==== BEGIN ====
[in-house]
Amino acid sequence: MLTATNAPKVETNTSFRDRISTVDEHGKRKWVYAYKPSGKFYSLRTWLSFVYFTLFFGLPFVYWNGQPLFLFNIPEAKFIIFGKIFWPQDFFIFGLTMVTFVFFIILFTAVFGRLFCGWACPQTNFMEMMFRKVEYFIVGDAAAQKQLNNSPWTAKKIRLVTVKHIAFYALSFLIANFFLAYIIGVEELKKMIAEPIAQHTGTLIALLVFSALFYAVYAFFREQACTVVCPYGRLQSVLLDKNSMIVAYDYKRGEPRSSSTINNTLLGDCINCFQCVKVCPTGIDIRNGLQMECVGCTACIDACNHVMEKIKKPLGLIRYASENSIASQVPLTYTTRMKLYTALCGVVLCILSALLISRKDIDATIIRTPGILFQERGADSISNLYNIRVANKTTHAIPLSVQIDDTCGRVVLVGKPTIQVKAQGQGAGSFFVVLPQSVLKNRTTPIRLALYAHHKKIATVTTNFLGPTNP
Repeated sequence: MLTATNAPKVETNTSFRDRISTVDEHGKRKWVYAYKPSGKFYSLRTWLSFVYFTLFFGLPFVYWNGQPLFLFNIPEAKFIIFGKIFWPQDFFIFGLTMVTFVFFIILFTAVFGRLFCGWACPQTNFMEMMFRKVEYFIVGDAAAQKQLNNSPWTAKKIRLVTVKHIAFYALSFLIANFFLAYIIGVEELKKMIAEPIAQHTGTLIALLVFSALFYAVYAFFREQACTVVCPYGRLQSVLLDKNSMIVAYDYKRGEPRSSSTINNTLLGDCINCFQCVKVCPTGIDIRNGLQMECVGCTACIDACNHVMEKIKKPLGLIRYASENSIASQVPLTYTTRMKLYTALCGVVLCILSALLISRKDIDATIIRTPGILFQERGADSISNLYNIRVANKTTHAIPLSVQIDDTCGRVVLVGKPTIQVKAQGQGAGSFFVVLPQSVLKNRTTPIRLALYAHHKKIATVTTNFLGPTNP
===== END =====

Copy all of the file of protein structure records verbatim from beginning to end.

[in-house]
Amino acid sequence: MLTATNAPKVETNTSFRDRISTVDEHGKRKWVYAYKPSGKFYSLRTWLSFVYFTLFFGLPFVYWNGQPLFLFNIPEAKFIIFGKIFWPQDFFIFGLTMVTFVFFIILFTAVFGRLFCGWACPQTNFMEMMFRKVEYFIVGDAAAQKQLNNSPWTAKKIRLVTVKHIAFYALSFLIANFFLAYIIGVEELKKMIAEPIAQHTGTLIALLVFSALFYAVYAFFREQACTVVCPYGRLQSVLLDKNSMIVAYDYKRGEPRSSSTINNTLLGDCINCFQCVKVCPTGIDIRNGLQMECVGCTACIDACNHVMEKIKKPLGLIRYASENSIASQVPLTYTTRMKLYTALCGVVLCILSALLISRKDIDATIIRTPGILFQERGADSISNLYNIRVANKTTHAIPLSVQIDDTCGRVVLVGKPTIQVKAQGQGAGSFFVVLPQSVLKNRTTPIRLALYAHHKKIATVTTNFLGPTNP
Repeated sequence: MLTATNAPKVETNTSFRDRISTVDEHGKRKWVYAYKPSGKFYSLRTWLSFVYFTLFFGLPFVYWNGQPLFLFNIPEAKFIIFGKIFWPQDFFIFGLTMVTFVFFIILFTAVFGRLFCGWACPQTNFMEMMFRKVEYFIVGDAAAQKQLNNSPWTAKKIRLVTVKHIAFYALSFLIANFFLAYIIGVEELKKMIAEPIAQHTGTLIALLVFSALFYAVYAFFREQACTVVCPYGRLQSVLLDKNSMIVAYDYKRGEPRSSSTINNTLLGDCINCFQCVKVCPTGIDIRNGLQMECVGCTACIDACNHVMEKIKKPLGLIRYASENSIASQVPLTYTTRMKLYTALCGVVLCILSALLISRKDIDATIIRTPGILFQERGADSISNLYNIRVANKTTHAIPLSVQIDDTCGRVVLVGKPTIQVKAQGQGAGSFFVVLPQSVLKNRTTPIRLALYAHHKKIATVTTNFLGPTNP